November 13th, 2009
I am a girl. (Shocking, I know.) What I mean is, I was raised in a world where body image is highly valued and hard to come by. Very few girls grow up loving their bodies. Very few women don’t have something they’d like to change about their appearance. So, for someone who struggles with body image, marks are a particularly interesting challenge.
For me, it has been a journey.
I’m a clumsy person, accident prone. I bruise easily and they don’t go away quickly. Thus I’ve always had a bruise or two, usually on my legs from tables, counters and chairs. But those are small and explainable, and generally hidden by pants.
In college, I discovered biting, and occasionally came home with Very large marks on my neck. I’d wear a scarf when “adults” were around (Parent’s Weekend, twice), but mostly I just giggled because it had been really fun getting the “hickey.”
Then I joined the local community.
There were rope suspensions that left tiger stripe bruises. The discovery of suspension was so wonderful to me that I treasured these marks, the represented the incredible experience I was having.
As I moved into heavier play, there came more bruising, bigger bruising, whip kisses. If I was going out in public where these bruises would be visible, I would ask my partners to not bruise me. I was ashamed of the marks. They seemed to me to show how “bad” I was. Show the world that I do “inappropriate” things.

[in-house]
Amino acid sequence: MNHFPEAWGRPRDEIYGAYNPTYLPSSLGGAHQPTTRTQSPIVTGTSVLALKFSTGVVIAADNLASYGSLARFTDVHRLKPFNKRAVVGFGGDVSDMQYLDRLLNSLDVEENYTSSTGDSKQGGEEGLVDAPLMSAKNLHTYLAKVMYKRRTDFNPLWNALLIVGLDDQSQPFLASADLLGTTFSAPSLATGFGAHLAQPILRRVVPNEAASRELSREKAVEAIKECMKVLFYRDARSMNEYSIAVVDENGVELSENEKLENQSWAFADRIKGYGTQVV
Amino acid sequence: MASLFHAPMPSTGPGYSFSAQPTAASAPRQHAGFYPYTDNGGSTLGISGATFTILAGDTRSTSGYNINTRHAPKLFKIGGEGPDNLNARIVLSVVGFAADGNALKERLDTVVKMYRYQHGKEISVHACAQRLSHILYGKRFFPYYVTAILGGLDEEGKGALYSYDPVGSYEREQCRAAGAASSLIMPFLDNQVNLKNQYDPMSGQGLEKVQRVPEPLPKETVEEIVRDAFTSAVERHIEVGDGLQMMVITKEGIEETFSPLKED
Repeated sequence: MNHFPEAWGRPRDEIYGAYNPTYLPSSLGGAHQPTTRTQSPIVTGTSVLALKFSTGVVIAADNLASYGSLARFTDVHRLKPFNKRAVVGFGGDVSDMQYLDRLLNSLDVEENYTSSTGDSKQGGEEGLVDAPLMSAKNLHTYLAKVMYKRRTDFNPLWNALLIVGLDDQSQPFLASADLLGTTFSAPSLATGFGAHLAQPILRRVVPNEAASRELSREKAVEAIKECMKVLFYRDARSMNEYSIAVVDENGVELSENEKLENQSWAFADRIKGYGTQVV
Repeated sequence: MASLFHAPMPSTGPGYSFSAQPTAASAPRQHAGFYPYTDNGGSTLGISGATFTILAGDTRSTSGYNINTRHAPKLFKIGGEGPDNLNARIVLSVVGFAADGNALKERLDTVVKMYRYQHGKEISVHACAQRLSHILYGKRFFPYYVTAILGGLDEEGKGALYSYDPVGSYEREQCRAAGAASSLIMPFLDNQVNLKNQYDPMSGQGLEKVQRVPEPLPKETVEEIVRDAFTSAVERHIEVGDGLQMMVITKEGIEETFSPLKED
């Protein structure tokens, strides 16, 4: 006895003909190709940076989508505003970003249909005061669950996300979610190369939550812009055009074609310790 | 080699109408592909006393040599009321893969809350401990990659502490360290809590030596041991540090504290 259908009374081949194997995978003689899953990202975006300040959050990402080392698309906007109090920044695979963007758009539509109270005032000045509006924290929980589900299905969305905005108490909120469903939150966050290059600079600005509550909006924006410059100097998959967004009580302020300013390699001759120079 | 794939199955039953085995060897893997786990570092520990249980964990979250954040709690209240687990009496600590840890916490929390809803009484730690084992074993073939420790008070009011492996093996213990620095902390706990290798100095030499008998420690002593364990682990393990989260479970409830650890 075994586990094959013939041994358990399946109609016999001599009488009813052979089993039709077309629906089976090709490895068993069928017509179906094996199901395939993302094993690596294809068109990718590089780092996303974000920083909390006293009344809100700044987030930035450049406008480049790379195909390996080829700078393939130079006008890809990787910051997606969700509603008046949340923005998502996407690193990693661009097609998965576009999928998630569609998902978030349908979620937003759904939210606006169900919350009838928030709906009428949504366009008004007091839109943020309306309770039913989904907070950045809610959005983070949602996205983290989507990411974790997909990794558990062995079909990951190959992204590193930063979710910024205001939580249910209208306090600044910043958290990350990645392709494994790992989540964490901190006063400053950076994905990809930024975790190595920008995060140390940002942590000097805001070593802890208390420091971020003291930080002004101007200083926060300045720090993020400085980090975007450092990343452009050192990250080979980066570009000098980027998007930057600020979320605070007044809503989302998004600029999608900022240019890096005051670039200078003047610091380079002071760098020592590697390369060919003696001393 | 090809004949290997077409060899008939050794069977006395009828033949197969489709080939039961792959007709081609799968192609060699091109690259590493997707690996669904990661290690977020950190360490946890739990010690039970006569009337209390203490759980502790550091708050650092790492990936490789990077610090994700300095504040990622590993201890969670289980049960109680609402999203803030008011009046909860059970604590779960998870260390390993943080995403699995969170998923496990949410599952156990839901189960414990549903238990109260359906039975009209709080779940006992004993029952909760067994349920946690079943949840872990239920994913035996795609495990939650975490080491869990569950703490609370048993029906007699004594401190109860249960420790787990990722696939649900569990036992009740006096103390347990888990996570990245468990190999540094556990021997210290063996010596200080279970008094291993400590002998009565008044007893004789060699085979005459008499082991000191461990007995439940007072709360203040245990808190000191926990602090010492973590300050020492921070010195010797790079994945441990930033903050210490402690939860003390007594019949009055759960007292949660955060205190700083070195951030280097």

But the longer I stayed active in the community, the more I came to truly understand there was nothing wrong with what I was doing. That it was part of me. That it was part of my being. That what I was doing was coming out of love and trust and joy. The bruises, like the rope marks, came to symbolize the relationships, the happiness, the fun and the pleasure.
There were also pictures and a photographer that teased that the bruises were marring his shots. This was the hardest part for me. He is a good friend and his words struck old chords in me. That I was doing something “bad” and “wrong” and I should be ashamed. With the help of my partners, I dragged myself back out of this hole. Now when he asks if he’ll ever get pictures of me without bruises, I just grin and tell him Nope. They are a part of me, part of who I am and what I do. Some girls get diamonds, I think my bruises are prettier.